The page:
Groups protest Verizon's proposed special access rate hikes

Verizon wants to raise rates for middle-mile broadband access about 6 percent

Members of the NoChokepoints Coalition will ask the U.S. Federal Communications Commission to stop Verizon Communications from raising the rates for middle-mile broadband connections that many businesses rely on.

Verizon has proposed to raise the rates on its so-called special access services by 6 percent, according to the coalition. Special access fees are the rates that businesses and other large telecom customers pay for connections to carriers' central switching facilities.

Members of the coalition planned to file petitions opposing the rate hike late Monday with the FCC, a coalition spokeswoman said.

While global broadband prices are dropping, Verizon has proposed its second increase in less than a year, said Maura Corbett, NoChokepoints' executive director.

"It doesn't take a PhD in Economics to figure out that if a company is able to continually raise prices in a market where the costs keep dropping, that it's probably using that market as its personal ATM machine," Corbett said in an email. "So while the rest of the economy struggles to recover from one of the worst economic downturns in history, Verizon continues to overprice this critical broadband input simply because nobody is stopping them."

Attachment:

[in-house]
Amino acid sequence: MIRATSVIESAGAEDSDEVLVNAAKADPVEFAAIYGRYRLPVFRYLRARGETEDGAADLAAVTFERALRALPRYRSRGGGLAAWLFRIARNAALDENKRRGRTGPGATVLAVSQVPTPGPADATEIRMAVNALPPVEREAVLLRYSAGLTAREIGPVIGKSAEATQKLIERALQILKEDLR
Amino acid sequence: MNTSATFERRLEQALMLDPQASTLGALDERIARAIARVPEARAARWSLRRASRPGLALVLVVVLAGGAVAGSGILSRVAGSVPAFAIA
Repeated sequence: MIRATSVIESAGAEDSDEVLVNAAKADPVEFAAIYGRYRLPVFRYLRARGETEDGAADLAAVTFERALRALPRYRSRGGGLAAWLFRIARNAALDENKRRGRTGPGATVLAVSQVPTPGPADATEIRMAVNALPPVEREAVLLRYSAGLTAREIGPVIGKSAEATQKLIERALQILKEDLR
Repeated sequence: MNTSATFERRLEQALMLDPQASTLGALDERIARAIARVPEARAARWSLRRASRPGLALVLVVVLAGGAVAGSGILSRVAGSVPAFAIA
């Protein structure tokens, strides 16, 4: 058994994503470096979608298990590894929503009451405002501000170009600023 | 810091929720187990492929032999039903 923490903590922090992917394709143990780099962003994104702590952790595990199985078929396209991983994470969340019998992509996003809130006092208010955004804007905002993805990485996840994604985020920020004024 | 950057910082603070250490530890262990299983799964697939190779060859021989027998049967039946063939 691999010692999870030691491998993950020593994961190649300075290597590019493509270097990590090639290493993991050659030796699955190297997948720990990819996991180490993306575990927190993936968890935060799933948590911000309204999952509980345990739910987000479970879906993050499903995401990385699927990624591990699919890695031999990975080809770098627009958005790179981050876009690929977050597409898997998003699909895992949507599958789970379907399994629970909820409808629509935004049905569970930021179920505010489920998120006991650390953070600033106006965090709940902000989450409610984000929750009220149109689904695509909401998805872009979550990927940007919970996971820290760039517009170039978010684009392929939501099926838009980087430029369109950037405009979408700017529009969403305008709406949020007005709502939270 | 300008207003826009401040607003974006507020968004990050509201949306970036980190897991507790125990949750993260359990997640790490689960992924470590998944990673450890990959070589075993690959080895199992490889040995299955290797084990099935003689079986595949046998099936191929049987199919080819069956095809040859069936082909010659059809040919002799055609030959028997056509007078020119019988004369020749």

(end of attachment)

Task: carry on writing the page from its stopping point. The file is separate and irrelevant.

Verizon said prices for affected DS1 and DS3 services have declined by more than 15 percent over the past decade, when adjusted for inflation, even after the proposed increase.

"The marketplace for high-capacity services, including special access, is competitive, and it is growing increasingly competitive as wireless backhaul generates increasing demand," Verizon said in a statement.  "Customers have more choices as cable providers, fixed wireless providers, and other competitive providers have expanded their offerings to meet the growth in demand."

Corbett disputed Verizon's numbers.

Members of NoChokepoints include Public Knowledge, Sprint Nextel, U.S. Cellular and XO Communications.

Grant Gross covers technology and telecom policy in the U.S. government for The IDG News Service. Follow Grant on Twitter at GrantGross. Grant's e-mail address is

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